For folks in finance, change is nothing new. They’ve long watched technology race ahead and markets shift, long been subject to tectonic changes that left stock exchanges and investment banks to adjust or die. Their world is littered with such relics as stock-quote tapes and Quotron devices, along with fading memories of once-titanic names (remember E.F. Hutton and Paine Webber). Wall Streeters have learned to roll with the punches.
But for those in the media business, change is surprisingly difficult. Newspapers, magazines and even TV networks become “venerable” after a few decades, and they are thought to be immortal, at least by others in the biz. Most of the scribblers who people the offices of the leading media outfits believed – until recently at least – that their institutions would far outlast them. Storied names, such as Newsweek or BusinessWeek, would never go away.
As the Washington Post Co.’s move to put Newsweek on the block shows, however, nothing in any business really lasts forever. Creative destruction is the way of capitalism, whether on the floor of the New York Stock Exchange or in the offices of a weekly news magazine. Newsweek has been eclipsed by the Net, just as the historic role of specialists has been made all but irrelevant by electronic trading. The weekly could easily go the way of Life and Look magazines, pubs done in by TV and the popularization of cameras.
Will Newsweek survive under a new owner? Maybe. Surely, some wealthy character eager to burnish his or her global rep will snap it up for the power and influence it still commands – at least for now. It will likely become a plaything for some mogul, perhaps a Chinese or Middle Eastern potentate, who wants the access to political leaders the media still brings. Almost surely, it will have to be someone who doesn’t mind losing a lot of money on the mag as a tradeoff for the benefits that come along with a big media property.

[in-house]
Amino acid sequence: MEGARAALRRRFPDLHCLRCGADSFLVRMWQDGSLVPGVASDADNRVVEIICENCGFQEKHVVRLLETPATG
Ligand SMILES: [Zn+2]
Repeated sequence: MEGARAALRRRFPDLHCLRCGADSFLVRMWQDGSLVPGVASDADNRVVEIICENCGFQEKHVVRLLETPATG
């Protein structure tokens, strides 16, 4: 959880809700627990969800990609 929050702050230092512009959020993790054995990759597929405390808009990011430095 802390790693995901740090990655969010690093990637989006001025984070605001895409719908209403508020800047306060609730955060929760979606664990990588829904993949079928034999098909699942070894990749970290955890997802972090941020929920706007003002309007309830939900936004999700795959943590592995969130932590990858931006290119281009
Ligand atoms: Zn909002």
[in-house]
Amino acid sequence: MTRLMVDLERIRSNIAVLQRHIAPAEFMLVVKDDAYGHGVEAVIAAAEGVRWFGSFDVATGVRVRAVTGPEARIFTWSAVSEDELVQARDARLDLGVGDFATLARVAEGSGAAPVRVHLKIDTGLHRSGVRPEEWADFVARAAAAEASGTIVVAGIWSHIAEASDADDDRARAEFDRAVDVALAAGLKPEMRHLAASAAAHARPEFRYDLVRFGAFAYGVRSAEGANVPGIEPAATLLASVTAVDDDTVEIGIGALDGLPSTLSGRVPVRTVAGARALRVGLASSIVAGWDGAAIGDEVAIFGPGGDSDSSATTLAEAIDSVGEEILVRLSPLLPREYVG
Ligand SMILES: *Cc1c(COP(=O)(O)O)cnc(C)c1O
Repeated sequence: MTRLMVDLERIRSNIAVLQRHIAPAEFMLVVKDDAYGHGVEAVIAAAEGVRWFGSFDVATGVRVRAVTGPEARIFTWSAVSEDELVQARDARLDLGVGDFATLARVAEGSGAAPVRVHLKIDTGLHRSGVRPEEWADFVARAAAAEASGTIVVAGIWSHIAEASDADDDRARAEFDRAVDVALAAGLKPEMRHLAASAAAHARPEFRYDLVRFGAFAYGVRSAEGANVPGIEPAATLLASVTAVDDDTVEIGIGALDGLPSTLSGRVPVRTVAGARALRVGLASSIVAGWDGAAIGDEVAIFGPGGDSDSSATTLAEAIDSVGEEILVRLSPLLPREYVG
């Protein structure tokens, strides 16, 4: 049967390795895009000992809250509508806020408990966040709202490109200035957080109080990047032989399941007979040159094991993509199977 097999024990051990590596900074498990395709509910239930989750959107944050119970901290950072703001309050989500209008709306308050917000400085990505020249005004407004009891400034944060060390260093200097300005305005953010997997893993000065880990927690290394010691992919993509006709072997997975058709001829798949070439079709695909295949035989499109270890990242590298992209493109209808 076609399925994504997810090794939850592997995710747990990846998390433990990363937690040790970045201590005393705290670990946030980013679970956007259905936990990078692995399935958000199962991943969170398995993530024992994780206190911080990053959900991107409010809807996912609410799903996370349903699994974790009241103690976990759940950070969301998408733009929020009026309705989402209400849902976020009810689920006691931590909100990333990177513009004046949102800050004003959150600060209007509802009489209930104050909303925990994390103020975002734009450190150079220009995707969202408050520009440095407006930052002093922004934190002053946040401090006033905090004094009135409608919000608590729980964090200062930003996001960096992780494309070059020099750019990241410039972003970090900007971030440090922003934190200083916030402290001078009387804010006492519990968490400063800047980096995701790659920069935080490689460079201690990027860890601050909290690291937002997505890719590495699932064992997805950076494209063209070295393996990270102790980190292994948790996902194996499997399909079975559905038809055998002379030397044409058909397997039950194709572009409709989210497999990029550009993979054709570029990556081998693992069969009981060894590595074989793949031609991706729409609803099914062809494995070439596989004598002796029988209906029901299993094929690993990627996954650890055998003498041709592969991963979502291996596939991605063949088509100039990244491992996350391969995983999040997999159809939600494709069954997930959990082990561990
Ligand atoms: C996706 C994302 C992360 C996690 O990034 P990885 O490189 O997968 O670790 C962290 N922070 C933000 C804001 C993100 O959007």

But will the product be the same? And will it endure? Certainly, a new owner would make a mark on the magazine, for good or ill. In Newsweek’s case I fear that it will be for ill, since the folks there now have a pretty good idea of how to produce a quality newsweekly. Adding to what they already do well – or, more likely, cutting – could be problematic. The people there now are pros and tinkering with their approaches seems doomed to come to grief.
Of course, it all depends on the owner. Bloomberg bought BusinessWeek last fall and, so far, has managed to make some notable improvements. The editors, by reaching into BW’s past and adding some nifty contemporary touches, are turning out a product that boasts of lots of promise again. It’s a far better book than the thin glossies that have marked the last few years. Editorially, Bloomberg’s market-savvy journalists add value, and the parent’s financial backing may just see the pub through until advertisers want in again. However, it’s an open question whether BW’s cachet and exposure to 4.5 million readers – taking the Bloomberg name to more places than the outfit reaches through its 300,000 terminals – will need to be underwritten forever.
Newsweek is a tougher case. So many news organizations are so hard-pressed that it’s tough to see which could be a natural buyer. The synergy issue is crucial. And non-news owners – the moguls – may tire of their toy quickly, especially if they add no real value. Worse, its readership could fast erode, as the Net’s inexorable march proceeds. Yes, the staff will produce versions for the iPad, Kindle or Nook that readers can buy. But will the public want the book even then? While BW does add value for a specialized audience – folks in the capital markets can attest to that – Newsweek by definition serves a broad audience. The mass market seems far less interested in its kind of journalism anymore. Instead, it prizes immediacy and multi-media approaches.
In the end, imagination and technology will dictate the future for people in finance and media alike. The adjustment can be brutal – just ask the scores of talented people BW and Newsweek have lost in the last couple years. Or ask all those bright folks who once populated the mighty investment banks that no longer stride the earth, gone the way of the dinosaurs. Standing outside the process, it becomes clear that the public is better served after the system’s creative destruction has reshaped things. But, now, in the middle of it, it’s hard to see little but rough road ahead for a while. To the good folks of Newsweek, godspeed.